Here, $\bar{x}$ is the mean value when we choose a sample of the number “$n$” from the population having the mean $\mu$. So, $\mu$ is the mean value of the population while $\bar{x}$ is the mean value of the sample. “$z$” is the distribution score, and the above formula is used when the sample size is greater or equal to $30$. In our case, the sample size is $60$, so we can use this formula.
So, the answer to the question is yes, it is possible for that sample mean value to deviate from the population mean value and maybe even greater than the population mean value.
Let us put in the values in the formula
$z(score)=\dfrac{70 – 55}{\frac{35}{\sqrt{60}}} = 3.3$
The probability of the same of 70 can be determined by using the standard positive table for values of z.
P(z $\geq$ 3.3) = 1 – P(z $\leq$ 3.3) $= 1 – 0.9995 = 0.005$ so the probability for the mean value of the sample to be greater than the the mean value of population is 0.05 %.
We have just covered three different examples related to statistics. You can notice that the first two examples are quite easy, and they are studied at the beginner level, but as you go deep and study advanced statistics, it mostly deals with sampling, probability, and distributions, and these are the topics which make statistics complex than the calculus.
What Is Calculus?
Calculus, or as we should call it, infinitesimal calculus, is a branch of mathematics that involves the study of continuous change or the rate of change. In calculus, we study topics related to functions, differentiation, and integration. Calculus is not typically used in daily life experiences, but it has major applications in the field of physics and dynamic sciences.
We know everything in the universe is constantly moving, so calculus has helped us to understand how particles, atoms, and stars move and change direction in real-time. Calculus mainly deals with numerical and algebraic problems.
Differences
Calculus problems are quite straightforward as we don’t play with the words and try to understand the context of the given problem. Most of the time, we are given a numerical problem, and we just have to solve it to get the right solution.
When we are dealing with algebraic problems, we can even verify our answers through different methods. All you need to do is to grasp the initial concepts. Entry-level calculus sometimes does seem harder as compared to entry-level statistics, but once you get the hang of the concepts, calculus problems are easier to solve, and you have to apply the same technique to many different problems.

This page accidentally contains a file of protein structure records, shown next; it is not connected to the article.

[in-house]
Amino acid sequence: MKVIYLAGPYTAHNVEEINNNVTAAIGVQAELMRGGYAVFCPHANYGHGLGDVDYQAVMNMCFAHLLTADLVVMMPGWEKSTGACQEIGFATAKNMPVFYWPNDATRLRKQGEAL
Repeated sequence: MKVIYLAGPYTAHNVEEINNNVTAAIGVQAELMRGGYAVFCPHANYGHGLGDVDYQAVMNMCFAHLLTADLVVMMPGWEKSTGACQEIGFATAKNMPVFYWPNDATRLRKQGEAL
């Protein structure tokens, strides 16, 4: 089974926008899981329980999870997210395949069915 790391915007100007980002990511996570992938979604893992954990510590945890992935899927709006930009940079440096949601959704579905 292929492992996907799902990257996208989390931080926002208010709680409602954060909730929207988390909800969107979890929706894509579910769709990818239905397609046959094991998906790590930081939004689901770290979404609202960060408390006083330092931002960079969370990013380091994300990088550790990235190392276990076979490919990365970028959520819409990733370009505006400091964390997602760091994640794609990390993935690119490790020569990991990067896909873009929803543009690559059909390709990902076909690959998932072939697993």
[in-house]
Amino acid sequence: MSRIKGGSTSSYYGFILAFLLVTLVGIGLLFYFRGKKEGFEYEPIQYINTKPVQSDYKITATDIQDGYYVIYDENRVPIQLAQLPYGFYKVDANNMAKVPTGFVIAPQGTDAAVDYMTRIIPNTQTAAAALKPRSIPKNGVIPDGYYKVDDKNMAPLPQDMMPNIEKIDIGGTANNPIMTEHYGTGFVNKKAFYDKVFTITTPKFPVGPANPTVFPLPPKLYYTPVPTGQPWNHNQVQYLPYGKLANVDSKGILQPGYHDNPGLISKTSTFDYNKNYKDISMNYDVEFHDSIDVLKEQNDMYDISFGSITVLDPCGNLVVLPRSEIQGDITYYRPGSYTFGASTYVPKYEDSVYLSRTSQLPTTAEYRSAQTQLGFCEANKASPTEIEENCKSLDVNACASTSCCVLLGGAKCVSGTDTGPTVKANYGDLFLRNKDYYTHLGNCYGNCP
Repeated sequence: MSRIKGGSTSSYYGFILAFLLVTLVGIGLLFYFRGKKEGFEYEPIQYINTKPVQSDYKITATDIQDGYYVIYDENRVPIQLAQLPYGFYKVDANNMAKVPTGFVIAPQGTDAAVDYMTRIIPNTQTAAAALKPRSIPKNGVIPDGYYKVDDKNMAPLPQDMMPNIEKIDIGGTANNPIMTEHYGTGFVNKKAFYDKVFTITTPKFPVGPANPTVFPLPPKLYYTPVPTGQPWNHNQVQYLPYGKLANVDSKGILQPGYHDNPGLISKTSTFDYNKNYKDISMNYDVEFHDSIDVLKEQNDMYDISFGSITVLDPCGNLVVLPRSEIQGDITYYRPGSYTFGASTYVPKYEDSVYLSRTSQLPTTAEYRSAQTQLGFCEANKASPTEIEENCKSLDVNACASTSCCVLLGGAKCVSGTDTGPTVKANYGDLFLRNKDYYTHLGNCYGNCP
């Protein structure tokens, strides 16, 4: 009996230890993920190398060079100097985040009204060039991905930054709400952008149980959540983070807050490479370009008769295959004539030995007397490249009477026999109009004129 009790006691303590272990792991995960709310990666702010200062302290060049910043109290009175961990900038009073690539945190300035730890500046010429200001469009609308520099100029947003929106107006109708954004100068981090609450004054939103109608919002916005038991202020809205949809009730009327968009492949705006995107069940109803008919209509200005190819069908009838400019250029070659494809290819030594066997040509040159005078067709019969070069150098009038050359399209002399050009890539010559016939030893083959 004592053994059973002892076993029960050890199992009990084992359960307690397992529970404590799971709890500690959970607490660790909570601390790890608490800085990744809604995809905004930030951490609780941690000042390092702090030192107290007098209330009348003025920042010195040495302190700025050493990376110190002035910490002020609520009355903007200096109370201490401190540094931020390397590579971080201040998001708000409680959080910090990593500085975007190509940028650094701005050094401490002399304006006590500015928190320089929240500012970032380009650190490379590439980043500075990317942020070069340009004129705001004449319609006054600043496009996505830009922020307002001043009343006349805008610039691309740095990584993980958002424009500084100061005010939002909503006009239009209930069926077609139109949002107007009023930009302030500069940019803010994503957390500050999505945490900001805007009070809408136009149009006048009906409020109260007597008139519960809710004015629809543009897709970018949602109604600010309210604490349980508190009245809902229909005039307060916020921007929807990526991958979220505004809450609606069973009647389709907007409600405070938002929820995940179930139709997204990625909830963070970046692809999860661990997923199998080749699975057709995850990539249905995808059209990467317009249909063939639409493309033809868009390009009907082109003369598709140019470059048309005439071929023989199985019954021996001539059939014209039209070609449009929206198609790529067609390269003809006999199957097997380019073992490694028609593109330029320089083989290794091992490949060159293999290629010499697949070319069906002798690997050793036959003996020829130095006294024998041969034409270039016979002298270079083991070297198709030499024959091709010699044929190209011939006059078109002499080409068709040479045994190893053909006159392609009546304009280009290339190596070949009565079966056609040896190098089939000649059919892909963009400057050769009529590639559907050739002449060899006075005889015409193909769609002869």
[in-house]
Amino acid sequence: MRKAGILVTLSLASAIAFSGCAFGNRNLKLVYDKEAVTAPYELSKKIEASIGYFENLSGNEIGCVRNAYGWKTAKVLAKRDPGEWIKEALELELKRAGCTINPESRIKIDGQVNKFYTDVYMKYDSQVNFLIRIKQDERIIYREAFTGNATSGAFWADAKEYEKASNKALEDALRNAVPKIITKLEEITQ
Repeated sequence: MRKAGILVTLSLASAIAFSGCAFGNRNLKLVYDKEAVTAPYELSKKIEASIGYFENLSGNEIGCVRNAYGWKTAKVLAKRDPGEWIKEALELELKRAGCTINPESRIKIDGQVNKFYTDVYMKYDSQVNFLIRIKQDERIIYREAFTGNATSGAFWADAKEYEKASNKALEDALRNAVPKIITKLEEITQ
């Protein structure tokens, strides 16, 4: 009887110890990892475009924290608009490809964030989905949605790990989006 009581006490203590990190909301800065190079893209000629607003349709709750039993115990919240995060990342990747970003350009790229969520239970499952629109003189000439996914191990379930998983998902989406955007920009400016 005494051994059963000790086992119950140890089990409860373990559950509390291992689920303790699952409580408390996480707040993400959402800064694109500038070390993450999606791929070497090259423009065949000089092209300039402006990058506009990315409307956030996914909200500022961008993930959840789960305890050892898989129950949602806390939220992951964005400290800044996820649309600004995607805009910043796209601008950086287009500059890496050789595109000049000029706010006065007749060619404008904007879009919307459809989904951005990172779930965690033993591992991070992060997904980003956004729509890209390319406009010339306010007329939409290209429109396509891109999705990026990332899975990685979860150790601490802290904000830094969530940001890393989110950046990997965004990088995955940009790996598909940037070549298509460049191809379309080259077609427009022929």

Unlike statistics, you are not given random data to analyze, understand and then apply different techniques to present the raw data in a good explanatory form. In calculus, we just have to solve the problem to solve for the rate of change, and the only basic requirement is that you have to be good in algebra.
Let us look at several problems related to calculus so that you get an idea of what type of problems you are mostly going to come across in calculus.
Example 4:
For the given function find the value of “$y$” at $x = 1$ and $x = 0$
$f(x) = y = x^{2}+3x$
Solution:
$f(1) = y = 1^{2}+ 3(1) = 1+3 = 4$
$f(0) = y = 0^{2}+ 3(0) = 0$
Example 5:
Find the derivative of the given function
$f(x) = y = x^{2}+3x$
Solution:
The derivative formula for an exponential expression is given as
$\dfrac{d}{dx}x^{n} = n . x^{n-1}$
$\dfrac{dy}{dx}= \dfrac{d}{dx} x ^{2} + \dfrac{d}{dx}3x = 2x + 3$
Example 6:
Find out the value of “a” and “b” in the linear equation $f(x) = ax + b$ if the $f^{-1}(3) = 5$ and $f^{-}(-2) = 4$
Solution:
If $f^{-1}(3) = 5$ and $f^{-1}(-2) = 4$
Then we can say that f(5) = 3 and f(4) = -2. So, we can write the linear equations as
$f(5) = 5a+b = 3$
$f(4) = 4a+b = -2$
if we solve the above equations, we get the values of “a” and “b”, which are
$a = 5$
$b = -22$
So now that we have discussed calculus and statistics, we can draw a table to highlight the basic differences between the two subjects.
Calculus | Statistics |
Deals with numerical and algebraic problems related to the rate of change. | Deals with analyzing and studying collected data and related research |
The concepts of calculus originated from the basic idea of pre-calculus | The concepts of statistics originated from arithmetics and computations. |
It focuses on solving the given problem mathematically. | It focuses on understanding and computation of the provided data or information. |
Calculus is crucial for science, engineering, and technology | Statistics is crucial or essential for business, commerce, and stock markets |
The skills required to fully understand the concept of calculus are previous mathematics knowledge and, in general, computation skills | The skills needed to be good in statistics are reading, analysing, processing and high logical reasoning. |
Conclusion
After reading this article, you now have a clear picture of the differences between statistics and calculus and which one is suited for you. Let us summarize in bullet points what we have learned so far.
- In general, statistics is more vast and covers more topics than calculus. Hence, it is also perceived to be more challenging.
- Basic or entry-level statistics is much easier as compared to basic level calculus.
- Advance level statistics is much much harder than advanced level calculus.
- If you are thinking of pursuing a career in commerce and business administration, then you should understand and study basic and advanced level statistics. If you want to pursue a career in engineering and technology, then you should focus on calculus.